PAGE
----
were, and then pretty much get shaved, everyone looks the same, you all get the same clothes, and you get built back up from the base level all the way up to who you're gonna become in the military in that military capacity. Now we aren't in the military at this point, but why I like the term bootcamp specifically for this course is that I'm not gonna shave your head, but the point is is that, I want you to take this and think about it as you're learning Photoshop from the bare basics and working your way up through to the point that you're gonna learn how to fold your clothes, so to speak, a little bit differently than you did before when you were working with Photoshop after seeing this course. The way this course has been designed has been designed specifically to do that. To break you down to what we call parade rest in the military, and build you back up to the person that you're gonna be using Photoshop. I'm not gonna yell at ya, I'm not gonna scream at ya. I could, I could throw my best TI voice on, as I do this, but nobody would learn anything that way. So we aren't gonna do that. Here's an overview of just what we're gonna do today. And talk about, especially on this presentation. We're gonna talk about the endless learning curve of Photoshop, we're gonna talk about what to expect from and throughout this course, and we're also gonna talk about the three main parts that build Photoshop and what Photoshop's foundation is built upon. Photoshop is an endless learning curve. You've probably heard the fact that Photoshop does have a huge learning curve before. No pun intended, there are curves in there. That was a bad, bad Photoshop joke. (laughing) But the Photoshop learning curve is huge. And this can be a daunting thing. When you are going into this, whether it's client based work, landscape work, not matter what work it is that you're gonna be doing with your photographs, the idea of taking on a program like Photoshop can be very daunting. It's kinda like this, it's kinda like when you think about your existence, let's go a little bit off here, when you think about your existence and who we are on this planet standing right here, we seem so minuscule and we have this huge vast universe around us. Photoshop is the universe of photo editing. It literally is. So if you try to think about even one small little part within Photoshop, if you try to think about the whole spectrum of Photoshop in one fell swoop, you're probably gonna fall. You're gonna fall down, it's gonna knock you out because there's just too much that's going on it. So you have to think about things in their individual levels and build your way back down from that universal view down to your view to see how you exist within this entire universe. It's the same thing with Photoshop. If you think about Photoshop as this vast program, you're never gonna understand and you're never gonna get it. But when we break it down and we look at the individual little teeny tiny parts, it becomes a lot easier. This is not something I want you to be intimidated by by any stretch of the imagination. I want you to be excited about this. This is something that it is to be excited about. There are many programs and many plugins out there, but the reason why Photoshop is my favorite is I'm still learning. You might think that I'm standing here teaching you, so I must know everything about Photoshop and I'm gonna be the first one to raise my hand right now and say even though I've developed this entire course that's over 400 hours put into this, I still don't think I know everything about Photoshop. As a matter of fact, I'd say probably, I may only know 60, maybe 65%. And that's great, I like that. I'm excited by that. I'm not intimidated by that. And every time I jump into Photoshop I teach myself something new. So I'm just gonna give you a basic timeline of how I started. And I'm not doing this because I want to fluff my feathers, because everyone is in a different chapter of their life, especially when it comes to something like Photoshop, they're in a different chapter of where they are with Photoshop, and I just wanna show you where my timeline began and where it's ended with Photoshop, so you get an idea of how long it's taken me to grasp these concepts. But the point is, I don't want you to look at this timeline and be like, "20 years? "I don't wanna be here for 20 years." That's the point, I'm gonna expedite this process for you so you don't have to be here for 20 years. So in 1998 I got my first version of Photoshop, it was Photoshop 5, long before they put the SC in front of it. I was all self-taught. I was basically probably doing illegal things by putting my face on dollar bills. But that's what we all do when we first get Photoshop. We come up with different ways we can make a self portrait. I might have handed them out as business cards too, but that's neither here nor there. I was 18, come on. 2002, I took my first course in Photoshop. Actually four years went by of me thinking I knew everything about Photoshop and that I wasn't gonna learn anything from a digital printmaking course in college. And I was wildly wrong. I learned how to mask four years after jumping into it and trying to teach myself for the first time. Then 2006, I started to, after college, I started to really do a lotta landscape work. I moved to the California coast, so I was doing a lotta things with my landscape images that I would then turn into paintings. And so I started trying to tweak the things in Photoshop to get an ideal look at what my painting would look like, but still I wasn't that great in Photoshop. 2010 I went to Photoshop World. So here's that's 12 years difference. That's a big gap. But I thought, I said you know what, when I go to this place, these guys can't teach me anything. I know 95% of Photoshop. I walked in there thinking I was the bees' knees and I walked outta there know 5% of nothing about Photoshop. They taught me better practices, they taught me better ways, and that is where I said, you know what, I'm gonna dig into this program full heartedly. 12 years of working with Photoshop before I decided that I really knew nothing about it. So I started a blog. That's what you do, right? (laughing) 2011, I dug even a little bit deeper and figured well, the next step is let me just make a YouTube channel about this, because YouTube people, they'll tell you right away when you're doing something wrong. (laughing) So I learned a lot better practices from them as well. This whole path of Photoshop enlightenment, so to speak. 2013, I started writing some books, developed some courses, and that's when Photoshop started becoming a second language for me. That was 15 years. Now, this is speckled with a little bit of formal education, and a lot of self-teaching. Whereas if you're watching this course right now, you're in a much better place than Blake was within that 15 years. You have the desire to learn this in a way that you're going to take a course that is going to teach you everything about Photoshop from the bare basics. And that's exactly what you're gonna need so that you don't have that 15 year gap. That's the whole point is I do not want you to take 15 years to get to this point. It's ridiculous. It was just my stubbornness of not wanting to take an official course on Photoshop. So in 2015, I learned CSS and HTML coding from one of my friends and I started developing panels for Photoshop that would help me speed up my workflow. At this point, Photoshop is not just a second language, it's like I'm getting really fluent in Photoshop. 2017, went a little overboard, have three panels now that I've developed, now presently, I guess I feel comfortable enough right now to be teaching you this on the set of Creative Live. So this has been 20 years of Photoshop experience and I'm still learning. I'm still learning Photoshop. And every day, every day is a school day in Photoshop Land. Because every single time I open Photoshop, and I always leave time to experiment set aside from my normal, day to day stuff. Every time I got into experimentation zone, I go, oh, I never knew that. That's awesome. I'm gonna write that down. And then I end up teaching it in some form or fashion. So even though you might think 20 years of all that experience, even HTML and CSS coding panels for Photoshop, this guy must know all the stuff about Photoshop, and I can humbly tell you that no I do not. And that's exciting for me. And even you sitting here can probably tell me something that you do in Photoshop that don't necessarily do, because we go beyond the practicality of a tool, and we go into the technical uses of it, and the technique of it, more specifically. And some people have some phenomenal techniques. So some best practices. So now you're probably thinking, "Great, now I got 20 years, awesome. "It's gonna take me 20 years to do this, right?" That's not the case. You have to break it down into those small parts. Again, if we think about this universally, you'll be stunted, you'll be stifled and you will not want to continue. So I encourage you to break it down into smaller parts. Actually, that's how we've designed this course into the smallest parts to build its way up. And I recommend that when you see these small parts, you take two weeks for each one of them. Two whole weeks. So I know that you've got client based stuff and you might have your landscape stuff, whatever it is that you do in your business, you say I can't take two weeks to do that, Blake. And I say I know, I can't either. But I know that if I set aside at least one to two hours per day for two whole weeks, even if that means sacrificing some sleep, that by the end of that two weeks, I will know that part really darn well. And then if I start incorporating them into my workflow, it becomes second nature. Then grab another topic, two whole weeks, during your experimentation time. Everyone can take an hour, it's just like working out. Working out is a discipline. If you set aside that time to work out, it becomes a part of your life. If you set aside that time to experiment, it becomes a part of your life. I want you to develop a workflow here and not, this is important, not a random access of functions. Because Photoshop can very easily become a random access of functions. And what I mean by that is, oh yeah, I know how to use the clone stamp tool well, but I don't use anything else in Photoshop. Photoshop has a lot of cool stuff in it that you can use. When you develop a workflow around it, you have everything at your disposal to work on, and you're not just going in there for a random access of functions. So what are we gonna expect during this course? This is four whole weeks of Photoshop. As we said in the beginning of this, this is 20 days, it's broken down into days. If you look at the way these weeks have been built along this course, we're gonna be covering some very basic things here in week one. Then we're gonna go into Photoshop intermediate tasks. Then we're gonna get advanced. And then I'm gonna show full workflows and ways that you can create your own creative effects by week four. So if we look at week one, this is the intro, right now. Then we're gonna go ahead and talk about Bridge. Adobe Camera Raw's gonna be next. Then the Photoshop interface, breaking down the interface, bit by bit, part by part, to set you up so that workflow becomes something conducive for you in Photoshop and you maximize the real estate that's on your screen. Cropping, you'd be surprised how much you can learn about cropping and how important cropping is for our images. Then we're gonna get into layers. Week two, layer tools. That's a really fun one. We build up on layers. Now layers, if you see there, we're not gonna talk about anything to deal with opacity or Blend If, or layer styles, that's all gonna happen in layer tools. And then when we're talking about layer tools, we aren't gonna talk about masks until masks need to be talked about. Just the brush painted mask. Then we're gonna get into selections. And break down how we can use masks with selections with layer tools with layers, and it's all just like a children's storybook of continuation, of things just building up as it goes. Then cleanup tools. Ways that we can cleanup our images and still maintain the integrity of that photograph. And then talk about shapes and text, and how that's really important for photographers. By week three we're gonna get into some more advanced things. Smart objects, transforming and warping our images, actions, automated workflow happening right there, just by the click of a button, just by pressing play in Photoshop. Filters and how those filters are both practical and artistic and which filters you need to use and when. And editing video, that's a really fun topic that we don't often realize we can do in Photoshop, but in my business I know I edit video quite a bit. We can do some really cool things by editing video. By week four, we're gonna get into custom effects, natural portrait retouching, portrait workflows, there's gonna be a whole workflow where, what you see in this last three is really exciting for me, this is awesome because what we're gonna do in these last three is we're gonna go back through all of this stuff that we talked about here and build it up into composite workflow, landscape workflow, portrait workflow, and circle all of this stuff into here. So you're gonna learn all the basics of all these tools, and then by the time you get to here, you're gonna see how all of it comes together. From Adobe, from Bridge, from Adobe Camera Raw, from culling my images in Bridge and to Adobe Camera Raw for basic editings, and then jumping into Photoshop for those more advanced things. And we're gonna finish it up with some of the most difficult things like compositing. Or moving a subject from one image, placing it on the background of another image, and even, maybe even talking about some things like replacing skies in there too. At the end of all this, I've created a panel specifically for this. I talk about panels, and I've created a panel for this Creative Live bootcamp. So that, I don't want you to cheat with this, I want you to learn all the stuff throughout the course, but this is automated, it's like a workflow machine. You push buttons and it does things. Especially when it comes to things like Blend If, can can be really confusing, this is a push button Blend If, really responsive, awesome things that you could do with those layers. When I say push button, I don't want you to think that it's a series of presets, because I'm not a preset man. I like to set you up with a workflow, and have you modify those layers that get built within that workflow, rather than you think that, okay, if I push this button I'm gonna get an image that looks like Blake. No, I wouldn't do that anyway. Because you're an artist, and I don't want you to look like mine, I want you to have your own style. So I want you to think about Photoshop now, what I want you to get to, is think about Photoshop and your learning as a car manufacturing plant. At a car manufacturing plant, you've got a foreman that is somewhere at the end of the line, or the supervisor that is operating around that line. And on that line you might have a person who's whole job is to put one bolt on the trunk. And then you have another person who puts one bolt on the hood. And then another person who puts the wheels on the right hand side of the car. And then another person on the other side that puts the wheels on the left hand side of the car. And then the person at the very end puts the windshield on, so that by the time that car goes from the very beginning to the very end, it's done. Now, it probably takes a lot more than five people to do that, but... (laughing) If for some reason this individual gets sick. The foreman can't necessarily jump in there and do that, because he might not know what that person's job is. But he knows the person to call on. So that space can get filled. So the job can continue to get going. How does this related to Photoshop? Well, the foreman essentially would be the person who knows what tool to kinda go to in Photoshop, but doesn't necessarily know how to use it. And then each one of those individual people on the line would essentially be a different thing that happens within Photoshop. So my goal here is for you not to, is for you to no longer be the foreman of Photoshop. I want you to know all these tools, so that instead of just, oh well, yeah, I know that I can do that with that tool, but I don't really know how to use it, lemme go consult with X, Y, Z to figure that out. I want you to understand and know these tools so that you're not in a position where you look at it and you're just like I wish I could do that, but I can't. So I'm just not going to. That's not the case, I don't want that to be like that at all.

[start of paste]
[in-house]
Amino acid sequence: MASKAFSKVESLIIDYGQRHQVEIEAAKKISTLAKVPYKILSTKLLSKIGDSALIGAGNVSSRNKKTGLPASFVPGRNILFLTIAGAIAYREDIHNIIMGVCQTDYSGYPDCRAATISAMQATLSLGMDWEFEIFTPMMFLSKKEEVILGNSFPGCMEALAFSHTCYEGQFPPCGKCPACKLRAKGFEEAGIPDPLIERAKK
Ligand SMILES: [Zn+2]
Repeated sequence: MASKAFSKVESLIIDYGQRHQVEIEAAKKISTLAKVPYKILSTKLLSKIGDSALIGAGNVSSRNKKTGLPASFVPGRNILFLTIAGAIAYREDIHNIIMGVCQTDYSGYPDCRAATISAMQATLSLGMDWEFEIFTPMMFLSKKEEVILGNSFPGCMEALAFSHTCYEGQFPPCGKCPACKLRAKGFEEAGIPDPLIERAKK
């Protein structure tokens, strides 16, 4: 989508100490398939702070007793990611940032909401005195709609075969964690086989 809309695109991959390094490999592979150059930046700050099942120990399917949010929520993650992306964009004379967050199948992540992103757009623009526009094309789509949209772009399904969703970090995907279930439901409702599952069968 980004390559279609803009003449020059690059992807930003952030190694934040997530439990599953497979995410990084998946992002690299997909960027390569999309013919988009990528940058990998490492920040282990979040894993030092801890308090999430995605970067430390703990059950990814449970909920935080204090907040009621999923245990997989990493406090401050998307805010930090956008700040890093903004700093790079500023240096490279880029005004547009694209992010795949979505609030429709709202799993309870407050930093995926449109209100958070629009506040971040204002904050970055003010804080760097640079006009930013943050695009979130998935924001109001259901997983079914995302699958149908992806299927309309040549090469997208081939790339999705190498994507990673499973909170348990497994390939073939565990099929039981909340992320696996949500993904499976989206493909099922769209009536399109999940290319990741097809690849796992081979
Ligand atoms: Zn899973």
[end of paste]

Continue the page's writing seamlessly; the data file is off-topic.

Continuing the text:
Adobe® Photoshop® CC® is a valuable tool for photographers, but it can also be intimidating. In this all-inclusive 20 lesson course, you’ll go from opening the program for the first time to creating images that really stand out. Join Blake Rudis, Photoshop® expert and founder of f64 Academy, as he shows you how to maximize your use of Photoshop®. Topics covered will include: